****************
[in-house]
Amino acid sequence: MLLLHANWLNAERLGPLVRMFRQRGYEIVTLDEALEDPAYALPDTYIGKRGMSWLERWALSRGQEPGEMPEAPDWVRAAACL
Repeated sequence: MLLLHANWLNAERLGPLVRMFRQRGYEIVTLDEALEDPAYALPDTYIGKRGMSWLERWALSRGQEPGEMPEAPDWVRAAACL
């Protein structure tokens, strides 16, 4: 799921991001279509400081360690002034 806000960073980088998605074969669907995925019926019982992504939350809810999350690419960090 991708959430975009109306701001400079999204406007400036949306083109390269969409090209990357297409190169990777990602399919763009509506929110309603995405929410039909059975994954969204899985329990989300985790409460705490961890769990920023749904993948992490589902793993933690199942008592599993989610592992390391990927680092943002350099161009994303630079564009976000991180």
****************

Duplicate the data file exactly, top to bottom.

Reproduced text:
[in-house]
Amino acid sequence: MLLLHANWLNAERLGPLVRMFRQRGYEIVTLDEALEDPAYALPDTYIGKRGMSWLERWALSRGQEPGEMPEAPDWVRAAACL
Repeated sequence: MLLLHANWLNAERLGPLVRMFRQRGYEIVTLDEALEDPAYALPDTYIGKRGMSWLERWALSRGQEPGEMPEAPDWVRAAACL
């Protein structure tokens, strides 16, 4: 799921991001279509400081360690002034 806000960073980088998605074969669907995925019926019982992504939350809810999350690419960090 991708959430975009109306701001400079999204406007400036949306083109390269969409090209990357297409190169990777990602399919763009509506929110309603995405929410039909059975994954969204899985329990989300985790409460705490961890769990920023749904993948992490589902793993933690199942008592599993989610592992390391990927680092943002350099161009994303630079564009976000991180």